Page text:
Throughout the social sciences, the gap between research and application is a reminder that the goals of scholars and practitioners are not always one and the same. Still, the best scholarship is often acknowledged to be that which informs practice, and the best practice--whether defined in terms of efficiency, flexibility, long-term vision, or even profit--is often that which is based on relevant research.
This book presents a discussion among eminent researchers, practitioners, and consultants of the new field of "Impact Analysis." They address three central issues:
*the practical ways in which scholars can better ensure that their work has an important influence on practice;
*the pros and cons in forging a closer connection between research, consulting, and practice; and
*how, despite potential drawbacks, a closer relationship between research and practice can be mutually beneficial.
In addition to practical advice, the participants offer predictions that will be of interest to applied researchers in this field and business-oriented professionals.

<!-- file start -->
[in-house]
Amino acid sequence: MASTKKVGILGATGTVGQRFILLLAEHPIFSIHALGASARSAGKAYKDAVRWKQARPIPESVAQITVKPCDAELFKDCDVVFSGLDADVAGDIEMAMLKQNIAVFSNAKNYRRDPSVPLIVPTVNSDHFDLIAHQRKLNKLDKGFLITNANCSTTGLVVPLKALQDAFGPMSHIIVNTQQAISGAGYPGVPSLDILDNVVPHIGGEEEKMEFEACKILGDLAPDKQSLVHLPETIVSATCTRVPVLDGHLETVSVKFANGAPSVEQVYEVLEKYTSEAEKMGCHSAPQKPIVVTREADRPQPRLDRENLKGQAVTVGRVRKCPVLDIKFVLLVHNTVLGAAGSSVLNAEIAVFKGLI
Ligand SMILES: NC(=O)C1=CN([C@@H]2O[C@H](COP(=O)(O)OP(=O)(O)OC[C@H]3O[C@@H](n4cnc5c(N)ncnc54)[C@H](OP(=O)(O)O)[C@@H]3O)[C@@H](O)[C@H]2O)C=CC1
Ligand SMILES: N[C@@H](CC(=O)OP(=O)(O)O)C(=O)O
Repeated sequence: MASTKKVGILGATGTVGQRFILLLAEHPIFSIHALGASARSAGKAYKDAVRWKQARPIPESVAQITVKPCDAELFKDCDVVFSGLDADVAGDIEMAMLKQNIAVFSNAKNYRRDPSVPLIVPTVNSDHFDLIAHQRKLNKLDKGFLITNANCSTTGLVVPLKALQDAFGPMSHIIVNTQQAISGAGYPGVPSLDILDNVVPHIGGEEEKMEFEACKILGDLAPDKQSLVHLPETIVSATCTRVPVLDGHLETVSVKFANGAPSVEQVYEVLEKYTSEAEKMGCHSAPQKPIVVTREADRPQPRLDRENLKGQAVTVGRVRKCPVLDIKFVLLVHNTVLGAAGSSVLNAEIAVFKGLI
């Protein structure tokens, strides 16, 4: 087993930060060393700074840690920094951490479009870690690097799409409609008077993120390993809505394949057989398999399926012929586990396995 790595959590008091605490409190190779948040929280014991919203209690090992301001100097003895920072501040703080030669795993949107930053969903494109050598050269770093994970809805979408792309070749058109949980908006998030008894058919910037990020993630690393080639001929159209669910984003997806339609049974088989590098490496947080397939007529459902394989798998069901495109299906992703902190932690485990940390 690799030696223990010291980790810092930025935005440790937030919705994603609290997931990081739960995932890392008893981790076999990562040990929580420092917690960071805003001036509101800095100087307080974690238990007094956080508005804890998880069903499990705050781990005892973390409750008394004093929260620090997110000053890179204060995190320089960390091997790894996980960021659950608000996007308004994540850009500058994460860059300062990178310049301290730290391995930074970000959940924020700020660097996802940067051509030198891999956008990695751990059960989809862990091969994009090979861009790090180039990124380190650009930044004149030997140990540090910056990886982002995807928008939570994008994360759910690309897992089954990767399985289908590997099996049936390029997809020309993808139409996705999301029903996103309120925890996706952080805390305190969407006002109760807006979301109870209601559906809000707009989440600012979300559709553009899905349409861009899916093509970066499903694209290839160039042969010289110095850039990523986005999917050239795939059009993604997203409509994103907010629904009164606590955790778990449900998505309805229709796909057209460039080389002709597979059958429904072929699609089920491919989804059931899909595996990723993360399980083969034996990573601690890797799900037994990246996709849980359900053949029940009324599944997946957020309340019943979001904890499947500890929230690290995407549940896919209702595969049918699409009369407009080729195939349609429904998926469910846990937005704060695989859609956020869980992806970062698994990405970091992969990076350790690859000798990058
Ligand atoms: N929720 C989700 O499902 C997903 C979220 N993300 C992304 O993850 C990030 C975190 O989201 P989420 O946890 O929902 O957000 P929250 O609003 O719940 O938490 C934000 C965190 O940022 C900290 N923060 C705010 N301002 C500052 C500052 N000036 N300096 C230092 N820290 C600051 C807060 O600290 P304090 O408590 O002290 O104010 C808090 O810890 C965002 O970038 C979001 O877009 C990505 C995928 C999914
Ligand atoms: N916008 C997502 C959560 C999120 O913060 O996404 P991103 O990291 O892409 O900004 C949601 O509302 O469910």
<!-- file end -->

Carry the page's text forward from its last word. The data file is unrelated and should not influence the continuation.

Contents: Preface. L. Larwood, U.E. Gattiker, Introduction: Making an Impact. Part I: Views From the Front Line: Understanding the Issues…Keynote Articles. E.H. Burack, Bridging Research to Corporate Application. A.L. Delbecq, Publishing as Knowledge Transfer: An Interview With Lynn D.W. Luckow. A.L. Delbecq, From Theory Into Practice: Reflections of a Senior Academic. E. Vanetti, What Executives Really Want and Use. Part II: Is Knowledge Transfer and Application a Problem? Differing Considerations. P.C. Earley, Creating Value From Scientific Endeavor: Can and Should We Translate Research Results for the Practitioner? C.T. Kulik, Commentary: Bridging Research to Corporate Application. E.A. Fagenson-Eland, Thinking Outside the Box: A Commentary on Lynn Luckow's Chapter. J.P. Near, Knowledge Transfer: For What Purpose? H. Garland, Management Research and Management Practice: Learning From Our Colleagues in Economics. T.A. Wright, An Eight-Step Approach to Enhance the Application of Organizational Research. Part III: How You Can Make an Impact: Getting Down to Business. C.C. Lundberg, Burack's Research to Application Connection Viewed Through a Wider Lens. A.M. Glassman, Personal Commitment in the Transference of Theory Into Practice. J.W. Weiss, Practice--to Theory--to Practice: Bridging Academic/Research Career Gaps: Recommendations to New Entrants. K.S. Byrd, Commentary on Vanetti's "What Executives Really Want and Use." Part IV: Modeling the Impact: What Are the Guiding Principles? R.N. Osborn, Of Vegetables, Carrot Cake, and Castor Oil: What Must We Transfer and Why. W. Nord, Broadening the Exploration: Comments on Vanetti's Exploring the Acceptance of New Ideas by Managers. C.L. Popoff, D.H. Judson, On the Future of Applied Research: Speculations and Commentary. R.A. Blumenthal, Commentary on Delbecq's "Theory Into Practice." M. Palitz-Elliott, F.A. Eignebrod, Bridging the Gap Between the Academic and Business Worlds: Response to André L. Delbecq. J.D. Hoover, If There Is No Change, Are We Still Change Agents? A.B. Shani, T. Stjernberg, Publishing as Knowledge Transfer: A Commentary and a Reflection. Part V: Making the Impact: Conclusions for Theory and Practice. L. Larwood, U.E. Gattiker, Impact Analysis: Creating a Useable Science. L. Larwood, U.E. Gattiker, Impact Analysis: Issues of Concern and Caution.